RiverFront Investments have been telling us that European stocks are interesting investments now that a recovery of the EU economy is happening. Over the last few years you and David have correctly argued in favour of investment in European Autonomies because such a large proportion of their sales takes place outside Europe. If RiverFront is correct, should we not be investing in European firms that do most if not all their business inside Europe? Which European firms correspond to this criterion?
Thank you for a topical question of general interest. Europe has been through an extraordinary period of economic upheaval characterised by unprecedented fiscal austerity that has sapped enthusiasm for bullish future potential. The ECB’s decision to adopt a €1,000,000,000,000 stimulus package in order to boost availability of credit and devalue the Euro represents the same kind of bullish catalyst which the USA enjoyed for much of the last six years. This helps to explain the Europe STOXX Index’s relative strength, at least in nominal terms.
When considering to invest in individual equities I believe the devaluation of the currency is such a favourable phenomenon that one would be unwise to attempt to exclude exporters from the investment mix. In fact major European companies have been highly successful in developing overseas markets so there are comparatively few that only concentrate on the European region.
Additionally European companies we consider Autonomies such as Airbus (Est P/E 19.67, DY 1.8%) have substantial European operations so should doubly benefit from a European recovery and soft currency.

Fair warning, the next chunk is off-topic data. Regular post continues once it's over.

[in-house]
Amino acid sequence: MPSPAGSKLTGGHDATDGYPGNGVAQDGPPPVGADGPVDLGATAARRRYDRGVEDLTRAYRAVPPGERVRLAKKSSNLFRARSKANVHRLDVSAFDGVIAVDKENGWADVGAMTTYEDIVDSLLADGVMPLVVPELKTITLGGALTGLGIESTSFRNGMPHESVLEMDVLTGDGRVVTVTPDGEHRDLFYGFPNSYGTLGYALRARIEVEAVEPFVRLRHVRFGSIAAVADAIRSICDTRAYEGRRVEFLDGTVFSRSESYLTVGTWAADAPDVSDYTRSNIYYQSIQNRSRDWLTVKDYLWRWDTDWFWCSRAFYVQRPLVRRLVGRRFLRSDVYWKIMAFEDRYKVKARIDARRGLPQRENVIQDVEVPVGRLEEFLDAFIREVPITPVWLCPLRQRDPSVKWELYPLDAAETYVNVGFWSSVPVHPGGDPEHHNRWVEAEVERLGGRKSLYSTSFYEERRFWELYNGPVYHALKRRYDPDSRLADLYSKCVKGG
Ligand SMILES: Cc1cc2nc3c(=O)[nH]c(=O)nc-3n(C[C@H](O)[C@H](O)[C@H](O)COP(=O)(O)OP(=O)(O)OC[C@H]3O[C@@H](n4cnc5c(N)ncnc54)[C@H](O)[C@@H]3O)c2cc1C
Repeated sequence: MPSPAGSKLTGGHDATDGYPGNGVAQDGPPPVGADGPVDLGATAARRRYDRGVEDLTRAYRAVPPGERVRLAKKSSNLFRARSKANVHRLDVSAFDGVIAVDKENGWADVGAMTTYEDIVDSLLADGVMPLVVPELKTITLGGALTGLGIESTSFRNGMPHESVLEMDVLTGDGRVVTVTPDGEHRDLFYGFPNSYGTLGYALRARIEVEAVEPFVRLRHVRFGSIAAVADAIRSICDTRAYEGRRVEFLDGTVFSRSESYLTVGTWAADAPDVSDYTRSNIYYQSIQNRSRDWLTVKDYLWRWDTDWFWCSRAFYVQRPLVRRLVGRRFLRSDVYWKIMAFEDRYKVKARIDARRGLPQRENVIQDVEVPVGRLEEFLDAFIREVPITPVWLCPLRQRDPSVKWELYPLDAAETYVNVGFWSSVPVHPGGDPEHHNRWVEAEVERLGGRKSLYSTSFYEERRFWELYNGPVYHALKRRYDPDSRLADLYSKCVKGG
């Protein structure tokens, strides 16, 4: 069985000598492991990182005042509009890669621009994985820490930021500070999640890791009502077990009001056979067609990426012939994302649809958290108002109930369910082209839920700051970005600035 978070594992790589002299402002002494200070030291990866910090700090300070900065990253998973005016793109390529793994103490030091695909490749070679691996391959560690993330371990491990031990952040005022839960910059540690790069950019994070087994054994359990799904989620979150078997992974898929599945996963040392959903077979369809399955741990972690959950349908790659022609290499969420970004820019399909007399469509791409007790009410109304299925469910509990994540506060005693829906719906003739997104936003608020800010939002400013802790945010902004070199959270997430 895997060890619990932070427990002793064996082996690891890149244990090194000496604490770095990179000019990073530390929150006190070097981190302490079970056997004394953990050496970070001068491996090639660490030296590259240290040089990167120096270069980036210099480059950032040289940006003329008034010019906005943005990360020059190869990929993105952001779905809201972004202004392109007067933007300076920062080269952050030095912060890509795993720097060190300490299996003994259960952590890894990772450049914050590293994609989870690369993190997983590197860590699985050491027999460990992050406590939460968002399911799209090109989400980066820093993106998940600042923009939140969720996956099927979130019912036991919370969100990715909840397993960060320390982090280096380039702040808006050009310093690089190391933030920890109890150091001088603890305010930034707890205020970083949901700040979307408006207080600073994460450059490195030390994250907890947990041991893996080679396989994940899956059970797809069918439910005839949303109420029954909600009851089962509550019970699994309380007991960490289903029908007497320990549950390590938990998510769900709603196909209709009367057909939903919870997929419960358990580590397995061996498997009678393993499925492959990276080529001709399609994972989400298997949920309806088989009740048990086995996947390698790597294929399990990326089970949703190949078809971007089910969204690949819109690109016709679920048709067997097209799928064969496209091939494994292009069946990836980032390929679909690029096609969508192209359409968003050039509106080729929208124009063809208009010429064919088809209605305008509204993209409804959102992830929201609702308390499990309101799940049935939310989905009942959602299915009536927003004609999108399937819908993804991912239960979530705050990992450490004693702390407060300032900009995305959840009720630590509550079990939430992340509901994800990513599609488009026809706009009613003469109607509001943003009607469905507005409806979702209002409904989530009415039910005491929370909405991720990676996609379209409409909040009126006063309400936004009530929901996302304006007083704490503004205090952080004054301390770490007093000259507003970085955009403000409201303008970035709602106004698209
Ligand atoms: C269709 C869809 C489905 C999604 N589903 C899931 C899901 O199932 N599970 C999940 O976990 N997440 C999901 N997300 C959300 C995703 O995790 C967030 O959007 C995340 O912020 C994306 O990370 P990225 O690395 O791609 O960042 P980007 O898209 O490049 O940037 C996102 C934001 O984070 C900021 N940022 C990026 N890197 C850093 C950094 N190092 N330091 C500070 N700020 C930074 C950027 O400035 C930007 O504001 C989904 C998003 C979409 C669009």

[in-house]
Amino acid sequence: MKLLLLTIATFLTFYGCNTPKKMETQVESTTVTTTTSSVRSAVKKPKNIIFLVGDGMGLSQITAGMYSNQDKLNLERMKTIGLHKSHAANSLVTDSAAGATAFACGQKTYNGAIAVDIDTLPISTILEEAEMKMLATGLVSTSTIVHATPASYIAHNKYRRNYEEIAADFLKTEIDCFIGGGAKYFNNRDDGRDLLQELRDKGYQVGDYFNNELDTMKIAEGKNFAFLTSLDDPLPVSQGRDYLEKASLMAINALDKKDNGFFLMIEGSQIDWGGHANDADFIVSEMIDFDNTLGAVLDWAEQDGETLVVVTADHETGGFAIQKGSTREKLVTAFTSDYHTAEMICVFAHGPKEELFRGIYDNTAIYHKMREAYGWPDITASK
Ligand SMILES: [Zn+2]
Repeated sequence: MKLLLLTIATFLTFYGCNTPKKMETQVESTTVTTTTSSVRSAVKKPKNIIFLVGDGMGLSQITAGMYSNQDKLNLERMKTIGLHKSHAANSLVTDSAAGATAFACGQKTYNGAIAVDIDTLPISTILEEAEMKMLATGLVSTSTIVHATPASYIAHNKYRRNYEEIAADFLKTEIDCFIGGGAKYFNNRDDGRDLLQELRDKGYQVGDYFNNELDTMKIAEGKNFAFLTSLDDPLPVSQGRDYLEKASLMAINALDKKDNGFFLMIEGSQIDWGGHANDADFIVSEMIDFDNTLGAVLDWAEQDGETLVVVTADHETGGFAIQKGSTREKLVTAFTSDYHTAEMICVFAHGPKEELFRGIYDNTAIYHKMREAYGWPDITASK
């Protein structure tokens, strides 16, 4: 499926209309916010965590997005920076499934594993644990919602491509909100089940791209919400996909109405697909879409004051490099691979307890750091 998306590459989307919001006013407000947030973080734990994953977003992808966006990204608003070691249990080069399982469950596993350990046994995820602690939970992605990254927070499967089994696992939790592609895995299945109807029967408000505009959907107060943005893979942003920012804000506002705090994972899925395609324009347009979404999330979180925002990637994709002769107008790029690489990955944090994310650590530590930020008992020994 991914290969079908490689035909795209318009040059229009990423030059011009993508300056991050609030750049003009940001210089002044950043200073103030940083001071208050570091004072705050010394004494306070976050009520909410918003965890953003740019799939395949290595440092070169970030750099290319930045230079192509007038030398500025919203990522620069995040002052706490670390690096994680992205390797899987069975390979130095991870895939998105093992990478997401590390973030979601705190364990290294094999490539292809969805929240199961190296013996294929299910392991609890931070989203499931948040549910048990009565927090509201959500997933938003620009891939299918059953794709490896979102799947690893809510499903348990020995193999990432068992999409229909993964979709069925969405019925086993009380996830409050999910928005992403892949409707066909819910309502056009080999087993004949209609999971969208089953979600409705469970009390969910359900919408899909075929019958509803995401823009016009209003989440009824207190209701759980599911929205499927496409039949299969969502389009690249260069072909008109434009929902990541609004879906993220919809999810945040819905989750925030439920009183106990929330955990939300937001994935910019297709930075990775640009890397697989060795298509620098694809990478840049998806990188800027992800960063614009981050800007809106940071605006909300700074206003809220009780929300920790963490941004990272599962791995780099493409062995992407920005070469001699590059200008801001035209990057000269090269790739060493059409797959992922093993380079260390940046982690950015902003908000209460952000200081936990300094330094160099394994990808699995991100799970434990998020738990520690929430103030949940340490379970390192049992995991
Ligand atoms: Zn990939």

Companies with little exposure beyond the Eurozone tend to be concentrated in banking, financial services, building materials, utilities, television, telephone and defence sectors.
European banks in particular do not tend to have substantial non-European operations. The sector continues to range in the region of the 2014 high and a sustained move below 150 would be required to question medium-term scope for additional upside.
Some highlights from the group include UBS (Est P/E 15.25, DY 2.27%) which is now in the process of completing a six-year base.
Belgian listed KBC Group (Est P/E 12.45, 3.13%) has been trending consistently higher since 2012.
AXA (Est P/E 11.05, DY 3.84%) is an Autonomy which generates the majority of its income from inside Western Europe. The share completed a four-month consolidation this week and a sustained move below the trend mean would be required to question medium-term scope for additional upside.
In the building materials sector Vinci (Est P/E 16.93, DY 3.02%) generates more than 80% of revenue inside Europe. The share broke out to a new high last week and improved on that performance this week. It is somewhat overbought in the short term but a sustained move below €53 would be required to question medium-term upside potential.
Next Plc (Est P/E 18.17, DY 2.11%) is UK focused with some Eurozone exposure. The share has weathered the difficult economic environment better than most and remains in a consistent uptrend.
Generally speaking Europe has outperformed North America this year in nominal terms not least because of QE and currency weakness. These remain medium-term themes however short-term overbought conditions are evident and weakness on Wall Street may act as a headwind so some caution is probably warranted.